Skip to main content Accessibility help
×
Home
Hostname: page-component-568f69f84b-h2zp4 Total loading time: 0.43 Render date: 2021-09-23T03:52:28.204Z Has data issue: true Feature Flags: { "shouldUseShareProductTool": true, "shouldUseHypothesis": true, "isUnsiloEnabled": true, "metricsAbstractViews": false, "figures": true, "newCiteModal": false, "newCitedByModal": true, "newEcommerce": true, "newUsageEvents": true }

Sol-Gel Optical Sensors for Glutamate

Published online by Cambridge University Press:  15 March 2011

Jenna L. Rickus
Affiliation:
Neuroengineering University of California, Los Angeles Los Angeles, CA 90095, U.S.A
Esther Lan
Affiliation:
Department of Materials Science and Engineering University of California, Los Angeles Los Angeles, CA 90095, U.S.A
Allan J. Tobin
Affiliation:
Brain Research Institute University of California, Los Angeles Los Angeles, CA 90095, U.S.A
Jeffery I. Zink
Affiliation:
Department of Chemistry and Biochemistry University of California, Los Angeles Los Angeles, CA 90095, U.S.A
Bruce Dunn
Affiliation:
Department of Materials Science and Engineering University of California, Los Angeles Los Angeles, CA 90095, U.S.A
Get access

Abstract

The amino acid glutamate is the major excitatory neurotransmitter used in the nervous system for interneuronal communication. It is used throughout the brain by various neuronal pathways including those involved in learning and memory, locomotion, and sensory perception. Because glutamate is released from neurons on a millisecond time scale into sub-micrometer spaces, the development of a glutamate biosensor with high temporal and spatial resolution is of great interest for the study of neurological function and disease. Here, we demonstrate the feasibility of an optical glutamate sensor based on the sol-gel encapsulation of the enzyme glutamate dehydrogenase (GDH). GDH catalyses the oxidative deamination of glutamate and the reduction of NAD+ to NADH. NADH fluorescence is the basis of the sensor detection. Thermodynamic and kinetic studies show that GDH remains active in the sol-gel matrix and that the reaction rate is correlated to the glutamate concentration.

Type
Research Article
Copyright
Copyright © Materials Research Society 2001

Access options

Get access to the full version of this content by using one of the access options below. (Log in options will check for institutional or personal access. Content may require purchase if you do not have access.)

References

1. Kandel, E.R., in Essentials of Neural Science and Behavior, edited by Kandel, E.R., Schwartz, J.H., Jessell, T.M. (Appleton & Lange, Connecticut, 1995), pp. 2139.Google Scholar
2. Westerink, B.H.C., Behav. Brain Res. 70, 103124 (1995).CrossRefGoogle Scholar
3. O'Neill, R.D., Lowry, J.P., Mas, M., Critical Rev. Neurobio. pp.12, 69–127 (1998).Google Scholar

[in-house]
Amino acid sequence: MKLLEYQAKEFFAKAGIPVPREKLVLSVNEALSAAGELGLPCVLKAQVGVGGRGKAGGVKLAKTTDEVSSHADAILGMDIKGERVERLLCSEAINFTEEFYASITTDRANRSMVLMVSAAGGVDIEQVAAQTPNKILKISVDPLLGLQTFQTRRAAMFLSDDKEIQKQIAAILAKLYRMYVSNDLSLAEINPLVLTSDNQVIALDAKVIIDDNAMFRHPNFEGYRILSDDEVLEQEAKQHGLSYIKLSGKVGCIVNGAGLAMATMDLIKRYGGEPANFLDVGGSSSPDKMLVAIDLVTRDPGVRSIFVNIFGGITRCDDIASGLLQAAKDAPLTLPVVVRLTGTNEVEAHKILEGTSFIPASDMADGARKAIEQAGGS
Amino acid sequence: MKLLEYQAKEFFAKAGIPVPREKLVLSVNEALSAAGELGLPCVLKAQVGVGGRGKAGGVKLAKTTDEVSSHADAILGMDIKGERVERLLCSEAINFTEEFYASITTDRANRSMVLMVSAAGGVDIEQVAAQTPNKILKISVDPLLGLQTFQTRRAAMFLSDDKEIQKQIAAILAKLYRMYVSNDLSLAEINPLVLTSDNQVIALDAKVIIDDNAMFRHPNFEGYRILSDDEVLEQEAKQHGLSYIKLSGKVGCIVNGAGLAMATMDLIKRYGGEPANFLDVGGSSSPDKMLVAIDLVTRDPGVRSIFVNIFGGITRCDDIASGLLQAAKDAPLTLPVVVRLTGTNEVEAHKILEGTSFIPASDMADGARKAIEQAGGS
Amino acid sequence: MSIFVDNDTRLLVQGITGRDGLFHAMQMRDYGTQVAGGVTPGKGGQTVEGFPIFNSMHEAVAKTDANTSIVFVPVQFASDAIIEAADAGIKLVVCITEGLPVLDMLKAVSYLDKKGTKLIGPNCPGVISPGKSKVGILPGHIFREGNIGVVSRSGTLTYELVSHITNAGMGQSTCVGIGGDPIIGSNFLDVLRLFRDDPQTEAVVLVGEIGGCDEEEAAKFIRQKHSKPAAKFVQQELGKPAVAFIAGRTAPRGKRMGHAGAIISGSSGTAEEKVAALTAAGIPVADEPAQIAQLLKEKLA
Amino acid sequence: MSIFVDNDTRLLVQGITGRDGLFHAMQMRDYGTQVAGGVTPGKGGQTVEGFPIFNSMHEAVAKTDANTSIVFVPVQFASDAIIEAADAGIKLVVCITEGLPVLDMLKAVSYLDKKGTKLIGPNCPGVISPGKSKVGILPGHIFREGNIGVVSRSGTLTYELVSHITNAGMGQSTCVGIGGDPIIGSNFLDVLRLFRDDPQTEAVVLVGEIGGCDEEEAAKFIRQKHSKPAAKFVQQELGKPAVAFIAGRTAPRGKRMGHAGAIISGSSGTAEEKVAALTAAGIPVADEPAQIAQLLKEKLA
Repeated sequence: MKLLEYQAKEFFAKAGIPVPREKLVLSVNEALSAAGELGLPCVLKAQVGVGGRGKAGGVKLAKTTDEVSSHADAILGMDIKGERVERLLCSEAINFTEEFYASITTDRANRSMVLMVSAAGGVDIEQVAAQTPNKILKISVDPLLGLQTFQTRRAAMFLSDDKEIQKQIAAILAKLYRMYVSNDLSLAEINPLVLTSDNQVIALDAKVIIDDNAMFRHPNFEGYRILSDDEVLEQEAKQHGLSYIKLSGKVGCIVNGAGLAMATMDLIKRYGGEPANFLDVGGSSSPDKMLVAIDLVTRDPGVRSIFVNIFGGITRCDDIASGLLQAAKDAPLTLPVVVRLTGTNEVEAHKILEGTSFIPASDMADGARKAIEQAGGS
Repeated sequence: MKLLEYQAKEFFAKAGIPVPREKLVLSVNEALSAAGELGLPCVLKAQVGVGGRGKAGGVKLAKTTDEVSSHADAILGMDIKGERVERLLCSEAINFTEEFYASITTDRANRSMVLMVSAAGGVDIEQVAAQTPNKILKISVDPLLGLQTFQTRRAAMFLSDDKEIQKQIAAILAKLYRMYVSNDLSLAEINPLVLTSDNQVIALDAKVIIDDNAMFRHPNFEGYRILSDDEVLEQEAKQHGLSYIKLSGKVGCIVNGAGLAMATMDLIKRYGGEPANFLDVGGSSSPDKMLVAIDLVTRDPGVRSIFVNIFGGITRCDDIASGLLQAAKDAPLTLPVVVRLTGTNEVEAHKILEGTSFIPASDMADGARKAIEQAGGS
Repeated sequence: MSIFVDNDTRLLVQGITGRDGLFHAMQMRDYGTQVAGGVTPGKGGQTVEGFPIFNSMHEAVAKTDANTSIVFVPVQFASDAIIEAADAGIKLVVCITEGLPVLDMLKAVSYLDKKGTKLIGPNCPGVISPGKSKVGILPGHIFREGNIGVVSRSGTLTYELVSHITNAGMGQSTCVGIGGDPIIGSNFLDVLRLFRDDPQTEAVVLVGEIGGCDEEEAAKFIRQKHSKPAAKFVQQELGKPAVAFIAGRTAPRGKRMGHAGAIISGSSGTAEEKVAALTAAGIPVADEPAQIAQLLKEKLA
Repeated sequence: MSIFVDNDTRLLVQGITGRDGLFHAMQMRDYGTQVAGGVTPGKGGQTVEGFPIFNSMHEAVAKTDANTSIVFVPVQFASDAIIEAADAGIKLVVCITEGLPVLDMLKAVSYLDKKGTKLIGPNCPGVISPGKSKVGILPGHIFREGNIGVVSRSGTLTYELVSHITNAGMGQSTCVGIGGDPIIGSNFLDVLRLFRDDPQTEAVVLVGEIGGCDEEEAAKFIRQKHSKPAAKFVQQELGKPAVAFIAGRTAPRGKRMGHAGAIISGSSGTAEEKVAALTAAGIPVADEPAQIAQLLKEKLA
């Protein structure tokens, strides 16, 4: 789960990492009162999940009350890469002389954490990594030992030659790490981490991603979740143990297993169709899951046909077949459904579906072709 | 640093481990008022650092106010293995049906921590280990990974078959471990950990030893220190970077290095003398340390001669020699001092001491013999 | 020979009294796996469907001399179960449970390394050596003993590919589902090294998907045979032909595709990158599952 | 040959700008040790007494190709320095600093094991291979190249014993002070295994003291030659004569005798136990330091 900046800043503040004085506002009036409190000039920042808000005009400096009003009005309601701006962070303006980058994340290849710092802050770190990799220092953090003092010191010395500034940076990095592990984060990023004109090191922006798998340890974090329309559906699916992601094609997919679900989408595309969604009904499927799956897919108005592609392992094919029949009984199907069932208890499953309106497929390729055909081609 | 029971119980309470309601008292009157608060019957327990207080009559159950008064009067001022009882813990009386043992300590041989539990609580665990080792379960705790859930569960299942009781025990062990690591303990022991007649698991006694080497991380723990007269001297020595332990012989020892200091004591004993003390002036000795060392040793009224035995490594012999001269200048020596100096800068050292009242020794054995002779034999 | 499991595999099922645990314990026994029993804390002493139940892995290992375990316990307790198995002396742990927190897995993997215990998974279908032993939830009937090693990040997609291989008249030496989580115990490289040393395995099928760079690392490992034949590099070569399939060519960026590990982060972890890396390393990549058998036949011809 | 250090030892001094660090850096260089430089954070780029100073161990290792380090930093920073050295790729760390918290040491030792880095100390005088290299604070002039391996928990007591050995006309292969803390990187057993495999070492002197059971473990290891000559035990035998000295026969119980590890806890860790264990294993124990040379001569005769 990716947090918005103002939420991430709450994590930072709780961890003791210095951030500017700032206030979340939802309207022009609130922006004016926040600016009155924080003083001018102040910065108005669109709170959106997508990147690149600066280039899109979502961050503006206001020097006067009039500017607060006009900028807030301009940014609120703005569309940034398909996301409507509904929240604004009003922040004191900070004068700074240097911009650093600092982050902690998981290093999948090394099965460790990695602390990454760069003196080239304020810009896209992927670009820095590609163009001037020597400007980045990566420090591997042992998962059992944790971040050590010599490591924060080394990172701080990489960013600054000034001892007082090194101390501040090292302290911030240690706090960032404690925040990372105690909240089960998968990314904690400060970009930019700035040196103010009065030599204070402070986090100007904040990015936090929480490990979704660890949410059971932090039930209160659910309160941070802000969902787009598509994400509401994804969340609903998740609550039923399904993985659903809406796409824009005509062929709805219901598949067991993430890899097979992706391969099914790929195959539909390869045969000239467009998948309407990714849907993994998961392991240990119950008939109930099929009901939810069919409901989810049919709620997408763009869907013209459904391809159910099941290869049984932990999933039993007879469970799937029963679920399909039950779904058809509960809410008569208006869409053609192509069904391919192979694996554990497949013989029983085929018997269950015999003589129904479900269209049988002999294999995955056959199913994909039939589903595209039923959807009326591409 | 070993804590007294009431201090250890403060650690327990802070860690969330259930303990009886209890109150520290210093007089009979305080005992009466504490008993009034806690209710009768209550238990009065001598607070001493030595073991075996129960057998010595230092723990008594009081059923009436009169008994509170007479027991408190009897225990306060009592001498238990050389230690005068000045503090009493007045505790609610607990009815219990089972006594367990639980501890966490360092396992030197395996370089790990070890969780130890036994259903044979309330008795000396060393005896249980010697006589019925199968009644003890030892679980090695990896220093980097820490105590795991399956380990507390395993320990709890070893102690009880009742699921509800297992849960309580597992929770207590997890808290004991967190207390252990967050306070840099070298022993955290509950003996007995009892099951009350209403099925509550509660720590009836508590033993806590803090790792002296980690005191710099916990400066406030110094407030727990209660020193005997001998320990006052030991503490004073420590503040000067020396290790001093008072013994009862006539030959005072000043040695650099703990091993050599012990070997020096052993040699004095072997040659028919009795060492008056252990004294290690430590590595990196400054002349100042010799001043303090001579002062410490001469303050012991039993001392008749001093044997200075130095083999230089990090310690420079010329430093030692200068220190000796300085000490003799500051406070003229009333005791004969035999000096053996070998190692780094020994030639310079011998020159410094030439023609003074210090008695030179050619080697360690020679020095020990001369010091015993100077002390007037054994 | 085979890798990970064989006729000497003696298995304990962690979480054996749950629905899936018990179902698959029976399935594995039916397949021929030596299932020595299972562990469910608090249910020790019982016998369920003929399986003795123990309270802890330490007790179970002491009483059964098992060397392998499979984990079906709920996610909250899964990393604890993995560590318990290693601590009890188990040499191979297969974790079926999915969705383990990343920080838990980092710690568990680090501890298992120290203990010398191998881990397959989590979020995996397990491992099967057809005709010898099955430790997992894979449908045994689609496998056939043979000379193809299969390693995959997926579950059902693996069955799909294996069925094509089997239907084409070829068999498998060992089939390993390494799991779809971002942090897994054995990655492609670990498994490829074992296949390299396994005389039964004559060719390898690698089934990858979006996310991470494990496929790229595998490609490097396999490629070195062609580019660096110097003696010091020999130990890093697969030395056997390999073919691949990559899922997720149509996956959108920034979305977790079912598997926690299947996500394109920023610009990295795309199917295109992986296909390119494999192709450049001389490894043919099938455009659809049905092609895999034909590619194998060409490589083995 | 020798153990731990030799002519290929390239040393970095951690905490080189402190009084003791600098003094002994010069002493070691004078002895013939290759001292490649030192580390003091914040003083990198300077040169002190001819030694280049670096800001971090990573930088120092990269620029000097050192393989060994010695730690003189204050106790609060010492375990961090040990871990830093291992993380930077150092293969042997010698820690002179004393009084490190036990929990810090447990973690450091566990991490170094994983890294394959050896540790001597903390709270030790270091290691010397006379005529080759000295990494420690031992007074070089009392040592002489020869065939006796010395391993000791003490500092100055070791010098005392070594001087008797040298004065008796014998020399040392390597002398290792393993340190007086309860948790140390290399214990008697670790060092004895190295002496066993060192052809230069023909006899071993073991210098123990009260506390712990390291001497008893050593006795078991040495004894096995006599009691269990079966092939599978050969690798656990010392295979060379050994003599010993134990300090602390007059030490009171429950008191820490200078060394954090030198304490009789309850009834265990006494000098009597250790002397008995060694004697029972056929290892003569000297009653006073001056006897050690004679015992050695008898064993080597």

4. Hösing, N., Reisler, E., Zink, J.I., J. Sol-Gel Sci. Tech. 15, pp. 5761 (1999).CrossRefGoogle Scholar
5. Sharma, A. and Schulman, S.G., Introduction to Fluorescence Spectroscopy, 1st ed. (John Wiley and Sons, Inc. New York, 1999) p.145.Google Scholar
6. Lehninger, A.L., Nelson, D.L., Cox, M.M., Principles of Biochemistry, 2nd ed. (Worth Publishers, New York, 1993), pp. 212218.Google Scholar
7. Subramanian, S., Biophys. Chem. 7, 375378 (1978).CrossRefGoogle Scholar

Send article to Kindle

To send this article to your Kindle, first ensure no-reply@cambridge.org is added to your Approved Personal Document E-mail List under your Personal Document Settings on the Manage Your Content and Devices page of your Amazon account. Then enter the ‘name’ part of your Kindle email address below. Find out more about sending to your Kindle. Find out more about sending to your Kindle.

Note you can select to send to either the @free.kindle.com or @kindle.com variations. ‘@free.kindle.com’ emails are free but can only be sent to your device when it is connected to wi-fi. ‘@kindle.com’ emails can be delivered even when you are not connected to wi-fi, but note that service fees apply.

Find out more about the Kindle Personal Document Service.

Sol-Gel Optical Sensors for Glutamate
Available formats
×

Send article to Dropbox

To send this article to your Dropbox account, please select one or more formats and confirm that you agree to abide by our usage policies. If this is the first time you use this feature, you will be asked to authorise Cambridge Core to connect with your <service> account. Find out more about sending content to Dropbox.

Sol-Gel Optical Sensors for Glutamate
Available formats
×

Send article to Google Drive

To send this article to your Google Drive account, please select one or more formats and confirm that you agree to abide by our usage policies. If this is the first time you use this feature, you will be asked to authorise Cambridge Core to connect with your <service> account. Find out more about sending content to Google Drive.

Sol-Gel Optical Sensors for Glutamate
Available formats
×
×

Reply to: Submit a response

Please enter your response.

Your details

Please enter a valid email address.

Conflicting interests

Do you have any conflicting interests? *